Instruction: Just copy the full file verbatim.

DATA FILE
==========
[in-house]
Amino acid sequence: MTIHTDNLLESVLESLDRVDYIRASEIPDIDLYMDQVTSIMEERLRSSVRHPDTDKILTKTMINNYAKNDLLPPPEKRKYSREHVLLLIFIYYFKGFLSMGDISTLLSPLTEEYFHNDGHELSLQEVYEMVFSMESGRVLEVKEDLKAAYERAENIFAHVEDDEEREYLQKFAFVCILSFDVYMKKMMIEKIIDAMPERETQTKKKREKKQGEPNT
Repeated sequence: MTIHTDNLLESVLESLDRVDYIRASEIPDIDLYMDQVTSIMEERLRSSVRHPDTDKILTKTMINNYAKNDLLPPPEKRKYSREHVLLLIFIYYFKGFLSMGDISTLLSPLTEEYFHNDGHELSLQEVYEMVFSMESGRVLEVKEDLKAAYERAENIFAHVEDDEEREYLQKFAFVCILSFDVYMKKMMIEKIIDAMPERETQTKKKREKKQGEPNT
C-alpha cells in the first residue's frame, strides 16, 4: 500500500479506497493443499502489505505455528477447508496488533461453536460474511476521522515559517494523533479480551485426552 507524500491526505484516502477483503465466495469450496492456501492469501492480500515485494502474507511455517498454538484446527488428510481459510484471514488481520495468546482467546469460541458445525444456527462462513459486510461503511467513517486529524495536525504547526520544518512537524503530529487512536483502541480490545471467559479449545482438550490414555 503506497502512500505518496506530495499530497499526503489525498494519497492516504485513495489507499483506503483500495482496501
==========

[in-house]
Amino acid sequence: MTIHTDNLLESVLESLDRVDYIRASEIPDIDLYMDQVTSIMEERLRSSVRHPDTDKILTKTMINNYAKNDLLPPPEKRKYSREHVLLLIFIYYFKGFLSMGDISTLLSPLTEEYFHNDGHELSLQEVYEMVFSMESGRVLEVKEDLKAAYERAENIFAHVEDDEEREYLQKFAFVCILSFDVYMKKMMIEKIIDAMPERETQTKKKREKKQGEPNT
Repeated sequence: MTIHTDNLLESVLESLDRVDYIRASEIPDIDLYMDQVTSIMEERLRSSVRHPDTDKILTKTMINNYAKNDLLPPPEKRKYSREHVLLLIFIYYFKGFLSMGDISTLLSPLTEEYFHNDGHELSLQEVYEMVFSMESGRVLEVKEDLKAAYERAENIFAHVEDDEEREYLQKFAFVCILSFDVYMKKMMIEKIIDAMPERETQTKKKREKKQGEPNT
C-alpha cells in the first residue's frame, strides 16, 4: 500500500479506497493443499502489505505455528477447508496488533461453536460474511476521522515559517494523533479480551485426552 507524500491526505484516502477483503465466495469450496492456501492469501492480500515485494502474507511455517498454538484446527488428510481459510484471514488481520495468546482467546469460541458445525444456527462462513459486510461503511467513517486529524495536525504547526520544518512537524503530529487512536483502541480490545471467559479449545482438550490414555 503506497502512500505518496506530495499530497499526503489525498494519497492516504485513495489507499483506503483500495482496501